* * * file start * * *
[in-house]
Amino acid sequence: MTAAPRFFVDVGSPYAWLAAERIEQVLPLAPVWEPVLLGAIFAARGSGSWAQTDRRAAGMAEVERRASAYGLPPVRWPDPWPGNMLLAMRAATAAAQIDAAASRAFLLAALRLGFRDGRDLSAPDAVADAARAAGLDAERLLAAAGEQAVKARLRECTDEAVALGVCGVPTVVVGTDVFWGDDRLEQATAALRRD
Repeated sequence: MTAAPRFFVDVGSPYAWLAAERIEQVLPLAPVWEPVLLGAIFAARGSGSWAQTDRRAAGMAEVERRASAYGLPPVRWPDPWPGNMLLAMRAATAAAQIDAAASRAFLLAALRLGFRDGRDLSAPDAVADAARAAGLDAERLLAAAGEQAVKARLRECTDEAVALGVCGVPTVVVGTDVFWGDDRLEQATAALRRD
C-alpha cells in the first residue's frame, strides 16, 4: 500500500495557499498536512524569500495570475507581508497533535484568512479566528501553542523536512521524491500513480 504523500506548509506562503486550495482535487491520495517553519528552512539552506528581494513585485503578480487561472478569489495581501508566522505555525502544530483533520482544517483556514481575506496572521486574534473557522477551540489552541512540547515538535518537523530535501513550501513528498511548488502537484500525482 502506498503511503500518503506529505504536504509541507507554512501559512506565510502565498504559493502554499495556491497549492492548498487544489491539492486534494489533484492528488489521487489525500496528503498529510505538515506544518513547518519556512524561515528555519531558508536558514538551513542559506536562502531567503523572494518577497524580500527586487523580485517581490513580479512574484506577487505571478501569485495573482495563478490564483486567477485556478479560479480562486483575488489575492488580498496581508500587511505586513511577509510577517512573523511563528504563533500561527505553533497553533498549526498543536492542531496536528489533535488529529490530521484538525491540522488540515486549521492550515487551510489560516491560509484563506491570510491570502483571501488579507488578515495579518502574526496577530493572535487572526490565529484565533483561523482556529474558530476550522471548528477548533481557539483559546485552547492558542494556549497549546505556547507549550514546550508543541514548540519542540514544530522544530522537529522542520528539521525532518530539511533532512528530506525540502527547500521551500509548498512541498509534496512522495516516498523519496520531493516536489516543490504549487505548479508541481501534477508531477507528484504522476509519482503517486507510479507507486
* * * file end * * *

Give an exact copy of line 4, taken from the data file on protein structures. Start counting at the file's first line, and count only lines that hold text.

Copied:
C-alpha cells in the first residue's frame, strides 16, 4: 500500500495557499498536512524569500495570475507581508497533535484568512479566528501553542523536512521524491500513480 504523500506548509506562503486550495482535487491520495517553519528552512539552506528581494513585485503578480487561472478569489495581501508566522505555525502544530483533520482544517483556514481575506496572521486574534473557522477551540489552541512540547515538535518537523530535501513550501513528498511548488502537484500525482 502506498503511503500518503506529505504536504509541507507554512501559512506565510502565498504559493502554499495556491497549492492548498487544489491539492486534494489533484492528488489521487489525500496528503498529510505538515506544518513547518519556512524561515528555519531558508536558514538551513542559506536562502531567503523572494518577497524580500527586487523580485517581490513580479512574484506577487505571478501569485495573482495563478490564483486567477485556478479560479480562486483575488489575492488580498496581508500587511505586513511577509510577517512573523511563528504563533500561527505553533497553533498549526498543536492542531496536528489533535488529529490530521484538525491540522488540515486549521492550515487551510489560516491560509484563506491570510491570502483571501488579507488578515495579518502574526496577530493572535487572526490565529484565533483561523482556529474558530476550522471548528477548533481557539483559546485552547492558542494556549497549546505556547507549550514546550508543541514548540519542540514544530522544530522537529522542520528539521525532518530539511533532512528530506525540502527547500521551500509548498512541498509534496512522495516516498523519496520531493516536489516543490504549487505548479508541481501534477508531477507528484504522476509519482503517486507510479507507486